And a nightingale sang... experienced males 'show off' to protect their territories

Nov 09, 2011

Male song birds sing to attract mates and to deter other males from their territory and it is well known that the solo repertoire of many male song bird species increases with age and experience. However, new research published in BioMed Central's open access journal Frontiers in Zoology has examined the songs sung by male nightingales in response to recordings which mimicked an invading male and suggests that older males are less threatened by intruders resulting in less song matching.

Researchers from Freie Universität Berlin observed the behaviour of male nightingales in Treptower Park in response to playback of prior recordings of nightingale songs. Males in their first breeding season are recognisable by pale tips to their secondary feathers and tertials, and individual nightingales could be tracked by colour coded leg rings. Five of the one-year olds returned for a second year and were again tested with playback of recorded nightingale songs.

The length of the song (three seconds) and, if the male chose to sing before the recorded 'intruder' finished its song, the amount of overlap (approximately two seconds after the recording started) did not differ between the two age groups. Nor did these values alter for the birds followed over two seasons. However, there was a difference in song matching. Song matching (repeating the song that was just played) is thought to signal aggressive intent or at least provide a warning that the interloper is encroaching on established territory. While most of the one year olds tended to match songs with the recorded intruder, older birds matched songs less often, and birds in their second year overlapped songs more frequently than in the previous year. Additionally, one year old nightingales used a third less individual songs than two-year olds (127 compared to 179).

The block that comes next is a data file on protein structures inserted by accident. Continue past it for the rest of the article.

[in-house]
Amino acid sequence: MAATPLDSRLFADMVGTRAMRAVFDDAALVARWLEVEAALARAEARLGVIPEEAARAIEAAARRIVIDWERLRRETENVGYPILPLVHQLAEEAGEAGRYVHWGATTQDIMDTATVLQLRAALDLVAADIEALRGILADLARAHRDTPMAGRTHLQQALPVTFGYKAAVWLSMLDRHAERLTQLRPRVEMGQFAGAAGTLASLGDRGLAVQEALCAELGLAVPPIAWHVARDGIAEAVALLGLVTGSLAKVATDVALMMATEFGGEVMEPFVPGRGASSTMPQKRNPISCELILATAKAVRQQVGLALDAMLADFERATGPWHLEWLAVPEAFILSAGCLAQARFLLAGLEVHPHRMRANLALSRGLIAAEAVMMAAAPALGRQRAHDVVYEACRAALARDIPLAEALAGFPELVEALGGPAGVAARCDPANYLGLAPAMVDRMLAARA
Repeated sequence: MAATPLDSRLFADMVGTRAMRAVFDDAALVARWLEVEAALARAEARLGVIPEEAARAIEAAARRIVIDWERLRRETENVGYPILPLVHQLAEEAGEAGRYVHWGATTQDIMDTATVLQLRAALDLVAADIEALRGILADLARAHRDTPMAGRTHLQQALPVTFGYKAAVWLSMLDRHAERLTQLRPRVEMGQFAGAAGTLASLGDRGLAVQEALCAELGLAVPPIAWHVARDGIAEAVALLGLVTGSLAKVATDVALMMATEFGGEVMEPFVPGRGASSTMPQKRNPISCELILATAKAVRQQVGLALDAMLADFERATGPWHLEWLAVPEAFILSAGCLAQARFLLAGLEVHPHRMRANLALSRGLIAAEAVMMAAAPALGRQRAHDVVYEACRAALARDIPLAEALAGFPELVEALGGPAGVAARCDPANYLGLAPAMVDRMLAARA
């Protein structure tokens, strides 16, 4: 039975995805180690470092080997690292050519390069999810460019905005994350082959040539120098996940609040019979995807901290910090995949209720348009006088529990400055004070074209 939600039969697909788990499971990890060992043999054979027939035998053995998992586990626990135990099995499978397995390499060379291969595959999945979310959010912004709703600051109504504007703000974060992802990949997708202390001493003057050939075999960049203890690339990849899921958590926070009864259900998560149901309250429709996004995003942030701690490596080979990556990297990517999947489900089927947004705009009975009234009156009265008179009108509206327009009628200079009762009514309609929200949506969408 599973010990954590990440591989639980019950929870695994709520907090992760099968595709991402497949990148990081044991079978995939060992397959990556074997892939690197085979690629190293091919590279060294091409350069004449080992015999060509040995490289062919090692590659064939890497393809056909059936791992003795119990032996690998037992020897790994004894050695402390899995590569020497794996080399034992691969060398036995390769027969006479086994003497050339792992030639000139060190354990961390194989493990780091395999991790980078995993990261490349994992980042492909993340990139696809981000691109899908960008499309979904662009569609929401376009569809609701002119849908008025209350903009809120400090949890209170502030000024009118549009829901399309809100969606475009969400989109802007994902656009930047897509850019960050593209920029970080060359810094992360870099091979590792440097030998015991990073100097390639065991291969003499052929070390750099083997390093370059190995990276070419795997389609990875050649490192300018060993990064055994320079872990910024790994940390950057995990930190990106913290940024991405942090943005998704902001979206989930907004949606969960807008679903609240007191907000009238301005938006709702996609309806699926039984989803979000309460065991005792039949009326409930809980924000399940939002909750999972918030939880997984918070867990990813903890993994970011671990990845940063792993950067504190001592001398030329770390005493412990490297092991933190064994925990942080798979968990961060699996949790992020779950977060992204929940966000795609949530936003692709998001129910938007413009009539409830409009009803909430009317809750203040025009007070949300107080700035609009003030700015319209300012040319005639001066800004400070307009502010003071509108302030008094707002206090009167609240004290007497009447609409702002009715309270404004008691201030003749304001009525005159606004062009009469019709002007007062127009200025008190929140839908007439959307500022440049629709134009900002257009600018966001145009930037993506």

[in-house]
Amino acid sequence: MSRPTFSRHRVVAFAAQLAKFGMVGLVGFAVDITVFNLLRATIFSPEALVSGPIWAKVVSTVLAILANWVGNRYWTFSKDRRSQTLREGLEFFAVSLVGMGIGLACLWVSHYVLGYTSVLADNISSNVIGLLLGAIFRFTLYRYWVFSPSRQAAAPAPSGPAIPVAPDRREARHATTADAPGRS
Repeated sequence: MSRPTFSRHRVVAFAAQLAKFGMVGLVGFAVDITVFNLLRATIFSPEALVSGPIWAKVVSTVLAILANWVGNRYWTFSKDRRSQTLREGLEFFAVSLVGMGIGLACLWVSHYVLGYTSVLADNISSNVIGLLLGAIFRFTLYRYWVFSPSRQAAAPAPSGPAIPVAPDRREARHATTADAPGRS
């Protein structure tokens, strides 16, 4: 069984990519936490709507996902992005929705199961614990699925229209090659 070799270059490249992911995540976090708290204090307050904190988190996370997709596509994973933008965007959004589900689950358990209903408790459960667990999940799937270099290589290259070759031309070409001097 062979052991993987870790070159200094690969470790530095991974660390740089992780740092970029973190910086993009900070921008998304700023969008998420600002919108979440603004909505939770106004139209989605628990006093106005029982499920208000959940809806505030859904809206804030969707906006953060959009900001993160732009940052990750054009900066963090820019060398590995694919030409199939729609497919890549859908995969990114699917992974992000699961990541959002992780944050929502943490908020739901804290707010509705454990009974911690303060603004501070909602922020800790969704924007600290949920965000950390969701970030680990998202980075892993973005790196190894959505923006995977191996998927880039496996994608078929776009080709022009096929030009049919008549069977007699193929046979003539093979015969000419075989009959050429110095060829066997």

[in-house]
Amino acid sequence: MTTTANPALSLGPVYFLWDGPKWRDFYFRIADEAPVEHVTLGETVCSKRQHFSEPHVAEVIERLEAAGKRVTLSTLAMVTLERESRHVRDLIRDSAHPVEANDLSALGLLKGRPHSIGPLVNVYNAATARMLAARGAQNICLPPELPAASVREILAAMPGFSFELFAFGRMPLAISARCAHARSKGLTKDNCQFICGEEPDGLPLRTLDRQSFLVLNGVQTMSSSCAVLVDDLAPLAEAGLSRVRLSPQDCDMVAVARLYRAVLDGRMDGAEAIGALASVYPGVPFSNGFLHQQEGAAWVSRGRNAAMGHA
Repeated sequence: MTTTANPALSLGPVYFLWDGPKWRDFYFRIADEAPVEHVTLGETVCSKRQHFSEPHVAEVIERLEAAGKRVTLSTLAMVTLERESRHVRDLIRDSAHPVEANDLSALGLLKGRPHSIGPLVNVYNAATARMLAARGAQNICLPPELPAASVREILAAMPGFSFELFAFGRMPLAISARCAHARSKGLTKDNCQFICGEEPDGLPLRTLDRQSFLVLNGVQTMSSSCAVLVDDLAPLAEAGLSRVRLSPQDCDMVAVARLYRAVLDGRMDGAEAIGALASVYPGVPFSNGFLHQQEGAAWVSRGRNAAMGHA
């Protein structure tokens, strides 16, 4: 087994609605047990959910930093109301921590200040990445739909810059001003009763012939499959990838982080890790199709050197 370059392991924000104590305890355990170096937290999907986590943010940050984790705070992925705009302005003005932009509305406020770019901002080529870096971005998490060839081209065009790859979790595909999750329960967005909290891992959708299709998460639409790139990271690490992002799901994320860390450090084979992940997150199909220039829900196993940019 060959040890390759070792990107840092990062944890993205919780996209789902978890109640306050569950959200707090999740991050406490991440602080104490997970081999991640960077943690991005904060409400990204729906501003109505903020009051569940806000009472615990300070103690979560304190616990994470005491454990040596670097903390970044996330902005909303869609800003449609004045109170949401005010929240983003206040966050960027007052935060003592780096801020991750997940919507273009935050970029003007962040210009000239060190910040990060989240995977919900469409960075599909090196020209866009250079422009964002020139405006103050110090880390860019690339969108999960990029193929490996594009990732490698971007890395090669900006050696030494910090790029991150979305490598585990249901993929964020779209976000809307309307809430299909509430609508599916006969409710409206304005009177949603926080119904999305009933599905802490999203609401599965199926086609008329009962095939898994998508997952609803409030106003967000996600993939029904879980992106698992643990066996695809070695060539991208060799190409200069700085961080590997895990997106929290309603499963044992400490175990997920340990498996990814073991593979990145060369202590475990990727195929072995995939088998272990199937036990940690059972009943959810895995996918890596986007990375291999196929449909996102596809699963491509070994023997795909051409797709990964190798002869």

Sarah Kiefer, who led the research, explained, "Song matching in other song has been linked to escalating violence, so we expected the older male nightingales to also adopt this strategy. What we saw suggests a different story. Half of the older male nightingales never matched songs at all - perhaps in this species the younger birds may put more energy into matching to prevent a physical fight. Additionally if older male fitness is demonstrated by a larger song repertoire, then not matching songs would provide an opportunity to show off."

She continued, "Male nightingales add new songs to their repertoires between their first and second breeding seasons. This extended repertoire may increase their ability to attract females (a male with more songs must be 'fitter' because they have managed to survive longer) and to scare away intruders. The increased rate of overlap, compared to the previous year, for two year old birds may also signal aggression and fighting ability to the interloper, and to any eavesdropping females."

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More information: Does age matter in song bird vocal interactions? Results from interactive playback experiments. Sarah Kiefer, Constance Scharff and Silke Kipper. Frontiers in Zoology (in press)

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